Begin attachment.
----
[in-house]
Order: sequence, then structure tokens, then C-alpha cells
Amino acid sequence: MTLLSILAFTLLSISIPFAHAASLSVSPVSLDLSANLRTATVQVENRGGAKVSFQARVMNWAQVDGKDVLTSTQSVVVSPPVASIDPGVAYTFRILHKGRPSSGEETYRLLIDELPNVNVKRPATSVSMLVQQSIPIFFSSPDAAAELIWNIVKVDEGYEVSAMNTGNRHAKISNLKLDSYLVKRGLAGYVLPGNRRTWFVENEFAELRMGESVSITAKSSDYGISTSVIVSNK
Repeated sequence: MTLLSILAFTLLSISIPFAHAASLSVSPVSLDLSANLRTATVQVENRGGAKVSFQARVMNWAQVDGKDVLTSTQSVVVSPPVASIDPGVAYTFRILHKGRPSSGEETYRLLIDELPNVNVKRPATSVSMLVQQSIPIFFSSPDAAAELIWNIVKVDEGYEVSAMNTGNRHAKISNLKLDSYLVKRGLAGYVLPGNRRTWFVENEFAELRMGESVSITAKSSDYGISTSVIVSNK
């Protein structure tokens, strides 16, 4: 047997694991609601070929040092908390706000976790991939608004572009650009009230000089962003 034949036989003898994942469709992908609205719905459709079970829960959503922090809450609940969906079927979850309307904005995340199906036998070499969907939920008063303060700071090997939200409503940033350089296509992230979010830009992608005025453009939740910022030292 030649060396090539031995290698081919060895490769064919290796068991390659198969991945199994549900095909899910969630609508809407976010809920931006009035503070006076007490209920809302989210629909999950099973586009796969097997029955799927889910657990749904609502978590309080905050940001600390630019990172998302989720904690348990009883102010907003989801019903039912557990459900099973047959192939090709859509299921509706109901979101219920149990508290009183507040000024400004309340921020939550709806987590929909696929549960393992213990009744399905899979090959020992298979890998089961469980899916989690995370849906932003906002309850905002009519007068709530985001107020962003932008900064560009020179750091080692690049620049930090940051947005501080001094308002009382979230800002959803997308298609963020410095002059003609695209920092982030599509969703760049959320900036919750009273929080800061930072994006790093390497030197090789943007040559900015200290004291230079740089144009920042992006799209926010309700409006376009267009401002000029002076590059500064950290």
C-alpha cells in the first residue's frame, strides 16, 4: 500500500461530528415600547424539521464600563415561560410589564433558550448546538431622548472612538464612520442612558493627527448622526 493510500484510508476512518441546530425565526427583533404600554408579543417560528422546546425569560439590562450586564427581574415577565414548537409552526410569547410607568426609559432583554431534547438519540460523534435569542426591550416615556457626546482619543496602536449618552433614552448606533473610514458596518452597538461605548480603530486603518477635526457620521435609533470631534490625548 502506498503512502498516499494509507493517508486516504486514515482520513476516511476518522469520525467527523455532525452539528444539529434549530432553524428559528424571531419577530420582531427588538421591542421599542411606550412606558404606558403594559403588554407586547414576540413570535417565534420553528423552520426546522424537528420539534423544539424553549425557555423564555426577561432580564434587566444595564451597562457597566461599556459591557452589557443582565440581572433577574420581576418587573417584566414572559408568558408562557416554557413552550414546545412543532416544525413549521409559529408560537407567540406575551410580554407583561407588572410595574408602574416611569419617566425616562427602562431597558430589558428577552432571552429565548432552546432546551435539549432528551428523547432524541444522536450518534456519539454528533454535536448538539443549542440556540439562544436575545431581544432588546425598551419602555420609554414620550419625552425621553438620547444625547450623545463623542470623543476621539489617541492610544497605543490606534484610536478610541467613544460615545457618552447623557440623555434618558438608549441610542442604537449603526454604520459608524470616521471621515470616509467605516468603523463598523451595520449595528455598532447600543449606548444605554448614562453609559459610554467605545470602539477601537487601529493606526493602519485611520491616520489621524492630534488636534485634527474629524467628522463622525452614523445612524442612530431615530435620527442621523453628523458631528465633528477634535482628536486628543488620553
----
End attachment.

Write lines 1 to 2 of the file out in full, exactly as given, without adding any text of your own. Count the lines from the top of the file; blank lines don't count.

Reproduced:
[in-house]
Order: sequence, then structure tokens, then C-alpha cells